Function Composition has the property of distributivity:

$$(f\star g)\circ h = (f\circ h)\star(g\circ h)\;\forall f,g,\star \in\{+,-,\times,\div\}$$

I was wondering if these properties uniquely define composition.

Intuitively, this makes sense. For example:

$$(x\mapsto x^2)\circ f = (I\times I)\circ f = I\circ f \times I\circ f = f^2$$

and a similar process could be defined for any function.

But does this work when functions cannot be easily defined in terms of elementary operations?

  • $\begingroup$ To compute the composition easily as suggested you would benefit from an Hamel basis for the space of functions en.m.wikipedia.org/wiki/Schauder_basis (see related concepts section) $\endgroup$
    – Mary
    Commented Jan 7, 2015 at 2:40
  • $\begingroup$ So what you are saying is if this basis consists of elementary functions, then all functions can be defined elementarily, so this definition works? $\endgroup$
    – k_g
    Commented Jan 7, 2015 at 3:01
  • $\begingroup$ If you know the Hamel basis, then you can express any function as a finite linear combination of functions and this would simplify the computation. Otherwise you can try to use a Taylor series, but this could yield infinite countable calculations. $\endgroup$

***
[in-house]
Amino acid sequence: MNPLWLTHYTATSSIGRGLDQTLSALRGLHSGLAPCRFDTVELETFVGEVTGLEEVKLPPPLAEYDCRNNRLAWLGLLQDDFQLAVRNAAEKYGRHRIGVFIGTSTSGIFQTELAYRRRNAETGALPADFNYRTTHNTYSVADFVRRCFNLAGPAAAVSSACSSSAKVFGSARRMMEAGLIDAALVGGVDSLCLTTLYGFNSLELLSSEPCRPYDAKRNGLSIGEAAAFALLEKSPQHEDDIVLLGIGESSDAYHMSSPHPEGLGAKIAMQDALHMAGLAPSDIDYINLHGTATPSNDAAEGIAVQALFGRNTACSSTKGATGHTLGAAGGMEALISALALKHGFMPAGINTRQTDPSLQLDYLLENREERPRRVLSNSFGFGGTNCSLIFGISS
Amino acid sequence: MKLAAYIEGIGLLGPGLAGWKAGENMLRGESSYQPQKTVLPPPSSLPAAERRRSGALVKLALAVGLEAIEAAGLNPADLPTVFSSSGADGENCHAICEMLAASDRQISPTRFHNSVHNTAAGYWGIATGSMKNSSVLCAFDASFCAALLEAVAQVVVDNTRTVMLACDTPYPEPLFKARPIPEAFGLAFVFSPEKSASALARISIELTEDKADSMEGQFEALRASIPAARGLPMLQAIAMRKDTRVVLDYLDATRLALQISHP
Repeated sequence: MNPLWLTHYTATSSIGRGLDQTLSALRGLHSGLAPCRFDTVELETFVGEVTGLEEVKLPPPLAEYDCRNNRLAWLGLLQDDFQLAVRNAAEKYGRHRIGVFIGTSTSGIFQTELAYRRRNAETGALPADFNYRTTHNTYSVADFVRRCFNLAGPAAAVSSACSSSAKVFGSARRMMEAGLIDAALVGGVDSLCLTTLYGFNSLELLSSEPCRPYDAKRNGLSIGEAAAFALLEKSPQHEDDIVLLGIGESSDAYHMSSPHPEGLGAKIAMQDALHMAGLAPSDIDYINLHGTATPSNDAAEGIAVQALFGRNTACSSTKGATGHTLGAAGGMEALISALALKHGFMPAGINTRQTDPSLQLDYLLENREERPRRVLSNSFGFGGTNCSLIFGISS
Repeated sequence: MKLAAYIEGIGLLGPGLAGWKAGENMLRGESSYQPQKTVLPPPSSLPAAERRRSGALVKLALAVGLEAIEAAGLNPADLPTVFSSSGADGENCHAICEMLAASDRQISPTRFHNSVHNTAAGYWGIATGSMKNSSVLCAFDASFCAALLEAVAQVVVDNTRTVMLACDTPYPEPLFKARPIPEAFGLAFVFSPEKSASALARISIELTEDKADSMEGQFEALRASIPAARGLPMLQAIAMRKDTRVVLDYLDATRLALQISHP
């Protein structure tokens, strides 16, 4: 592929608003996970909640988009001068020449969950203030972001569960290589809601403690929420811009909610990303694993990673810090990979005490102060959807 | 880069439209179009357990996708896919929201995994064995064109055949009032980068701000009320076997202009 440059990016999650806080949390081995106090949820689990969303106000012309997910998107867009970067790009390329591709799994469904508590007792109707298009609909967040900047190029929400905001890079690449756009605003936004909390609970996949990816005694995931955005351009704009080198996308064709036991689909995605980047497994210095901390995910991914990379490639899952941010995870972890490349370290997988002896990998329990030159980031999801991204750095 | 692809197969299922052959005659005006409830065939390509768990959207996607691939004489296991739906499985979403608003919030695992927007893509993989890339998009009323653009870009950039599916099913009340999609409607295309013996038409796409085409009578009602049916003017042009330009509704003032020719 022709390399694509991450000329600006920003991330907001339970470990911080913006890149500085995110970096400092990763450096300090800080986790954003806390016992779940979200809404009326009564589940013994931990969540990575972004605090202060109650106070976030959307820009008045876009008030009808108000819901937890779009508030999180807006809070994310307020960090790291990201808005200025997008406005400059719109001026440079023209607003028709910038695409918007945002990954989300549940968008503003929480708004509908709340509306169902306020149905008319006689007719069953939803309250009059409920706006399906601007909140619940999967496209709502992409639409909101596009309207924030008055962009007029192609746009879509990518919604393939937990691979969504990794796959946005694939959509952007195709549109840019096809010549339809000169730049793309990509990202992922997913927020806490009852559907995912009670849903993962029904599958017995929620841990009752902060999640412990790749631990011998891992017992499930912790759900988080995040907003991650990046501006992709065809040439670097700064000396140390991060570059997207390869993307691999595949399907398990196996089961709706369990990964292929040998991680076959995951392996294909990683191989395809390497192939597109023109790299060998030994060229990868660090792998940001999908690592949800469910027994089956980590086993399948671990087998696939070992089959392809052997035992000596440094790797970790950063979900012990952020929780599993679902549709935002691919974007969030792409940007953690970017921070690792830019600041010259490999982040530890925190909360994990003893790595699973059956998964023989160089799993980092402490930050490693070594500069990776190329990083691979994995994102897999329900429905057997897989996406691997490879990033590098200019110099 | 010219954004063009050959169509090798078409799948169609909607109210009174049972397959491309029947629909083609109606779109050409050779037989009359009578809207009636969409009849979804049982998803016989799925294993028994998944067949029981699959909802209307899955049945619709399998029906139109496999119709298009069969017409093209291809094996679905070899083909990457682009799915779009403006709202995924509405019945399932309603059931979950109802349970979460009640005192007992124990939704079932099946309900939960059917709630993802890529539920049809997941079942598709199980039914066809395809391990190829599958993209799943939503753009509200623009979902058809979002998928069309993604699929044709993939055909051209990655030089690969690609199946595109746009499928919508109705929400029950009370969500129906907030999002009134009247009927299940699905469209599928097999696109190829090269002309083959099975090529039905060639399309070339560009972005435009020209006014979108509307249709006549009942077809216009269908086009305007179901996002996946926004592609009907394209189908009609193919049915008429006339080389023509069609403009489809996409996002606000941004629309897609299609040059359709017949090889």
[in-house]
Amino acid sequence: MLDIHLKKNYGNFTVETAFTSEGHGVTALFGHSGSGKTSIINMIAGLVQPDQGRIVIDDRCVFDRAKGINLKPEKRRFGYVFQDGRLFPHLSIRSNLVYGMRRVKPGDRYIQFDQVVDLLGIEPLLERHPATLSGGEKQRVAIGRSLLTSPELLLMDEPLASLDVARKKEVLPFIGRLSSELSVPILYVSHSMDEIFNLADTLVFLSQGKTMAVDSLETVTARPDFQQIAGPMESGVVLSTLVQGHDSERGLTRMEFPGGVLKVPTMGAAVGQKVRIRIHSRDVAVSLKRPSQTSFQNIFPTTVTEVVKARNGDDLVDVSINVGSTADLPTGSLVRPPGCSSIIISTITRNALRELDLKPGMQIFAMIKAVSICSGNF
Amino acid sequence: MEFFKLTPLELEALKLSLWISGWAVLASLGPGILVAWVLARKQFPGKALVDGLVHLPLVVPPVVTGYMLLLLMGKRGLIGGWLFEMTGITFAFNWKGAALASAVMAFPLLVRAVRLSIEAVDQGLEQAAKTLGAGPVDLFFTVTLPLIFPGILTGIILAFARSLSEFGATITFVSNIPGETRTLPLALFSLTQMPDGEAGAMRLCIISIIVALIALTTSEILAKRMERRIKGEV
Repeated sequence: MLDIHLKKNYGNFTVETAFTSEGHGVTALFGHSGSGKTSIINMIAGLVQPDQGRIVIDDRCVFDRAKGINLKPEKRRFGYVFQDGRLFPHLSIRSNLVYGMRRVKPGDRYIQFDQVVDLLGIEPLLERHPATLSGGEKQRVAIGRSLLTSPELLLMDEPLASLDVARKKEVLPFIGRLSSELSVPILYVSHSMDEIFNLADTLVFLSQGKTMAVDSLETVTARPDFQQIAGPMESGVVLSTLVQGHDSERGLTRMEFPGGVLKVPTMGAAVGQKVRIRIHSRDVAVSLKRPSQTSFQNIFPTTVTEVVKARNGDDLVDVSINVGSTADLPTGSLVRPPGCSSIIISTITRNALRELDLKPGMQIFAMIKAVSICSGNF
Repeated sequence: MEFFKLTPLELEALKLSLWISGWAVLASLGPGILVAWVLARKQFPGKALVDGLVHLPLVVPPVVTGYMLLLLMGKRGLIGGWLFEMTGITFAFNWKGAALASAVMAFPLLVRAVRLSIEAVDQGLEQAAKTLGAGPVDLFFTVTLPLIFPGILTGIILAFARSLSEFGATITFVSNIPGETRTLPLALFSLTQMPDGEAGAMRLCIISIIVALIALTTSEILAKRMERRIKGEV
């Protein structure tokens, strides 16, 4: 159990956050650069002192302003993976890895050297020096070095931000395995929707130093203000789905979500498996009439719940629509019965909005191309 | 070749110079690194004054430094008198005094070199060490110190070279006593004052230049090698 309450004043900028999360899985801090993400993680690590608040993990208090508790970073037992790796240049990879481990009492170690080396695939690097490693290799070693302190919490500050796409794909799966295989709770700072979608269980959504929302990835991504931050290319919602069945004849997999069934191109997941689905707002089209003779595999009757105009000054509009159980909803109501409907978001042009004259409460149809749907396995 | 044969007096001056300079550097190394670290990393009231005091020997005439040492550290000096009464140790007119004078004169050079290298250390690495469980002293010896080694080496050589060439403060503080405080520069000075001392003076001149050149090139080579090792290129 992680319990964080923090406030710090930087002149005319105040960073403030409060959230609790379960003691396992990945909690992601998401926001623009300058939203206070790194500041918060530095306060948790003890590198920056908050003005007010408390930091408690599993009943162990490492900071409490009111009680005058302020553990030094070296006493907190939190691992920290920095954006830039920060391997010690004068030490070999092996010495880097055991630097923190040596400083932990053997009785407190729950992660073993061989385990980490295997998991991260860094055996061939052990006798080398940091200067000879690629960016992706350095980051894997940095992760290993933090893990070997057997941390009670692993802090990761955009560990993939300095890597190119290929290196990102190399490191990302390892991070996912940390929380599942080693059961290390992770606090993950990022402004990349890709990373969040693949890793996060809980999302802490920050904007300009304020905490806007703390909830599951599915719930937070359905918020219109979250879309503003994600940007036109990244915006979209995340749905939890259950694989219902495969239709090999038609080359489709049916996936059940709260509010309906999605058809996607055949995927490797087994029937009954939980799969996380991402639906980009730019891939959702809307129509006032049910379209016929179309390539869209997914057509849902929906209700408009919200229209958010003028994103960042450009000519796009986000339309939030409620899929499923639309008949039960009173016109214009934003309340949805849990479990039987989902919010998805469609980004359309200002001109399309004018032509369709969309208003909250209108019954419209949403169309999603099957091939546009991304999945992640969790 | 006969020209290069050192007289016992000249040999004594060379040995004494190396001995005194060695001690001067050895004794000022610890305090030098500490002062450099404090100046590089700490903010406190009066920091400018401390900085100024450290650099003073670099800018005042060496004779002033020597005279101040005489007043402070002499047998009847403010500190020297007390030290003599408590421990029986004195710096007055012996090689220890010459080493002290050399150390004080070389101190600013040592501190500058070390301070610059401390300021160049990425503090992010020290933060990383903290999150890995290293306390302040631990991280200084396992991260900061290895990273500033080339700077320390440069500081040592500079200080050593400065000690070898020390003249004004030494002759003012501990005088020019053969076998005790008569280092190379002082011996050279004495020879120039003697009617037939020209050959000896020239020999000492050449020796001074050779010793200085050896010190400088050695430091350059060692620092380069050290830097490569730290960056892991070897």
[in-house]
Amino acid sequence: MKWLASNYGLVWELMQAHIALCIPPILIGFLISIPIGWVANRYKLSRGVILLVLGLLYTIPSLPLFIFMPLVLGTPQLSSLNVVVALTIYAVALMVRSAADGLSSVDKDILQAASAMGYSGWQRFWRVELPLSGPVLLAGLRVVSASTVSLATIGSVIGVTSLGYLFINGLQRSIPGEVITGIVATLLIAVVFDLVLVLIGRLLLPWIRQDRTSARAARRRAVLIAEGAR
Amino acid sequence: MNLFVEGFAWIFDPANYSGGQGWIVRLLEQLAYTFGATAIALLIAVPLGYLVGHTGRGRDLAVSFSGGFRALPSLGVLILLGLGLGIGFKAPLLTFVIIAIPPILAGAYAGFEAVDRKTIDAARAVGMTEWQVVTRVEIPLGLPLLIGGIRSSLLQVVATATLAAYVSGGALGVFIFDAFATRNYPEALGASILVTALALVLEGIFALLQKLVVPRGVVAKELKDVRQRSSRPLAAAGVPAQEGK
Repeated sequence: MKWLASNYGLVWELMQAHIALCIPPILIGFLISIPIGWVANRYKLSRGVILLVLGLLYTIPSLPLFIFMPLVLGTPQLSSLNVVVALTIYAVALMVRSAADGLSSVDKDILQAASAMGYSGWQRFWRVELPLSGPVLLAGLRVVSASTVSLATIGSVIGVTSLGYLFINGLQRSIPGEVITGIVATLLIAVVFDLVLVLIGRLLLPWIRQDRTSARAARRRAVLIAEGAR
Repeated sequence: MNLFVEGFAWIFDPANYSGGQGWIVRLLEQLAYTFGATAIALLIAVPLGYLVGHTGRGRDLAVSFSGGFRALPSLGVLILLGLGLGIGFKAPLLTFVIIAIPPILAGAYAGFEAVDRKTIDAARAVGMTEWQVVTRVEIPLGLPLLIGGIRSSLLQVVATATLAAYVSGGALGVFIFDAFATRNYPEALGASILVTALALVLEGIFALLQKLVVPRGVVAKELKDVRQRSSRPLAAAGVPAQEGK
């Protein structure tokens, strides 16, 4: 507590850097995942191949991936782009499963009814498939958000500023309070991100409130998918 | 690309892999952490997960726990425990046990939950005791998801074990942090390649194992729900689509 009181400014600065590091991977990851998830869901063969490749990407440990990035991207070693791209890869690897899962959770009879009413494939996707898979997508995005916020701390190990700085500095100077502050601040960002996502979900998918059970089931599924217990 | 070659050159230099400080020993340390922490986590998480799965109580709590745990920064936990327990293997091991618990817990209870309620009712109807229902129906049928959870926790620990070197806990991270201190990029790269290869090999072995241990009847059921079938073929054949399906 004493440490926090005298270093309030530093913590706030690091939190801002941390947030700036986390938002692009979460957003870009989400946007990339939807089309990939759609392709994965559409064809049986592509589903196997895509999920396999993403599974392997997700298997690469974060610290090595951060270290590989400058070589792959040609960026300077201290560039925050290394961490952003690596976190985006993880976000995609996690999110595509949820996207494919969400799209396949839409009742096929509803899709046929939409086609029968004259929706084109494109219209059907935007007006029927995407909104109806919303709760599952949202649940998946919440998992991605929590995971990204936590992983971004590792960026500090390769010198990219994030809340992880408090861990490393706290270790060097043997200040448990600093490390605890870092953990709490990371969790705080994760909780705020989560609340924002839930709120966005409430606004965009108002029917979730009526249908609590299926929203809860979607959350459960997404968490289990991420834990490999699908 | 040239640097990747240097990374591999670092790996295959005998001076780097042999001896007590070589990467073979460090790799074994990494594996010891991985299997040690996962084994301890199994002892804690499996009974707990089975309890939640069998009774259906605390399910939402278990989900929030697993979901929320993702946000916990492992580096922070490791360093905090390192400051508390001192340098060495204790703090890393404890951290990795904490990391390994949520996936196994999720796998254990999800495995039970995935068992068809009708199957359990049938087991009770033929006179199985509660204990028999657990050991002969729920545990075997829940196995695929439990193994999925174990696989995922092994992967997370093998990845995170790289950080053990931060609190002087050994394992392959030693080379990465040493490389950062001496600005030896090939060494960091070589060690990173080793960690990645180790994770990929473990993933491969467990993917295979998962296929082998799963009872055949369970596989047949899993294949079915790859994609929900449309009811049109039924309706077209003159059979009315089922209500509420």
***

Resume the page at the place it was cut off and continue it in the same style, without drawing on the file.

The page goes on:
– Mary
    Commented Jan 7, 2015 at 3:21
  • $\begingroup$ I see. But then composition would have to be defined to be distributive on the basis. $\endgroup$
    – k_g
    Commented Jan 7, 2015 at 5:18
  • 1
    $\begingroup$ Left distributivity (your first condition) is certainly a property of composition, but right distributivity is most certainly not! $$(x\mapsto x^2)\circ ((x\mapsto x)+(x\mapsto x)) \neq ((x\mapsto x^2)\circ (x\mapsto x))+((x\mapsto x^2)\circ (x\mapsto x)). $$ The left side is $x\mapsto 4x^2$. The right side is $x\mapsto 2x^2$. $\endgroup$ Commented Jan 10, 2015 at 3:51

1 Answer 1


Your conjecture is wrong. Let $q\colon A\to A$ be any map and define $f\odot g=f\circ q\circ g$. Then $$ (f\star g)\odot h=(f\star g)\circ (q\circ h)=f\circ(q\circ h)\star g\circ(q\circ h)=f\odot h\star g\odot h$$

  • $\begingroup$ OK. Thanks. Could adding another property uniquely define composition? $\endgroup$
    – k_g
    Commented Jan 10, 2015 at 20:23
  • $\begingroup$ @k_g Of course $\circ$ is associative and my $\odot $ in general is not. But I am unsure if demanding associativity would be enough - composition is so very specific. $\endgroup$ Commented Jan 10, 2015 at 22:19

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